CADCHF or CAD/CHF is the notation used to designate the currency pair composed of the Canadian Dollar and the Swiss Franc (CHF comes from the formal name of the country, Confoederatio Helvetica, plus Franc).
As a less popular cross, it doesn’t have a common nickname. The value shows how many Swiss Francs (the quote currency) are needed to buy one Canadian dollar (the base currency).
Characteristics of the Pair
This currency pair isn’t one of the mainstream instruments, but still retains quite a bit of liquidity, while volatility is a little muted. The Swiss economy is comparatively quite small, coming in at just $679B in 2017, barely a quarter of Canada’s $1.65T for the same period. Direct trade between the countries is limited.
Switzerland’s economy relies primarily on exports of luxury items, financial services, and tourism, while Canada’s chief economic activity is the export of basic materials.
This makes the two countries quite dissimilar in what affects them. Switzerland has a reputation for having a reliable, solid financial base (as might be expected of a country that holds a third of the world’s private wealth in their banks), making it the pre-eminent financial haven in the world.
The Canadian dollar is seen more as a commodity currency, with higher interest rates and fluctuations – although given how Canada weathered the last major recession with little ill effects, this assessment might be changing.
The Big Players
Monetary policy for the Canadian dollar is set by the Bank of Canada (BOC), which tries to keep the inflation rate at 2%, the midpoint within a window between 1% and 3%.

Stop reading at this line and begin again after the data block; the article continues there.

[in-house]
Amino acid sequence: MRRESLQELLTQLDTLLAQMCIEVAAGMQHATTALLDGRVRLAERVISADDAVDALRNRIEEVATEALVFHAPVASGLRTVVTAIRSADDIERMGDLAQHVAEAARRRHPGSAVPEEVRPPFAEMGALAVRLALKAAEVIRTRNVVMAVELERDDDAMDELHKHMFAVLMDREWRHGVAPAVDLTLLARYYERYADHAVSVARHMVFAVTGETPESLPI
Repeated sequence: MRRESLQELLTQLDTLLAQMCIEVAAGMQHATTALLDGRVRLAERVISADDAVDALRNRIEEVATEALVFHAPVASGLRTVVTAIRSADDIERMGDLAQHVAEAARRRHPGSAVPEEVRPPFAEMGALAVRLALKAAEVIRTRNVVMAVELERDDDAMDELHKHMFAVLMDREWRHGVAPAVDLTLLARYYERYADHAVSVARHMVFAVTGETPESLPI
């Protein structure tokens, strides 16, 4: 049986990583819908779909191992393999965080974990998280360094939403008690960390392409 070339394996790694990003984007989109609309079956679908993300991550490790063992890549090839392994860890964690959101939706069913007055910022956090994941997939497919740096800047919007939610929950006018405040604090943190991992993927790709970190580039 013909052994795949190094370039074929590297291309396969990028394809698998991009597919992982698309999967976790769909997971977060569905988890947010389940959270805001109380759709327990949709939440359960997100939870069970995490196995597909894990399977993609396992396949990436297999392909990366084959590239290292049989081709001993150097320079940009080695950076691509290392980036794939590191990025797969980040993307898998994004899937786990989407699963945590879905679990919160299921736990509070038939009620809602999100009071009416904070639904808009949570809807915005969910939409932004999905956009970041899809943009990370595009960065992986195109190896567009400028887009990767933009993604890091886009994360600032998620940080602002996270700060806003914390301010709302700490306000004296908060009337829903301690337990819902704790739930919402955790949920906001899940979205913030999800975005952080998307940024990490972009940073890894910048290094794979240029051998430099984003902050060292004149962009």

The monetary policy of Switzerland is determined by the Swiss National Bank (SNB), which takes its job of maintaining currency stability very seriously. Although not mandated to do so, the SNB will also intervene to maintain exchange rates within target levels, in order to support the export and financial sectors of their economy. These interventions can strengthen or weaken the currency accordingly, but for years now, the bank has seen the currency as too strong and has routinely intervened to weaken it.
The BOC meets every six weeks to determine it’s monetary policy, while the SNB does so only four times a year.
What Makes the Pair Tick
The CADCHF is primarily seen as a carry trade vehicle, with Canada typically having higher interest rates than Switzerland. This helps provide the pair with more liquidity without so much volatility, with a bias towards technicals.
Most of the drives in the currency pair’s moves often come from economic concerns that affect the Canadian side, such as changes in commodity prices (as Canada’s chief export is oil to the US, this has the largest impact on the currency).
Economic uncertainty not only drives down commodity prices but also increases interest in safe havens like the Franc. Canada’s main trade partner is the US, meaning that what happens in the world’s largest economy can also bleed over into this currency pair.
One of the unique traits of the Swiss Franc that makes it so attractive as a safe-haven is that around 25% of the currency is backed by gold, but that also means that the currency can be affected by gold prices.
You can check out Orbex’s economic calendar for a full list of economic data releases that can affect this pair, and don’t forget to have a look at the trading tips section of the website for more information on how to trade the CADCHF.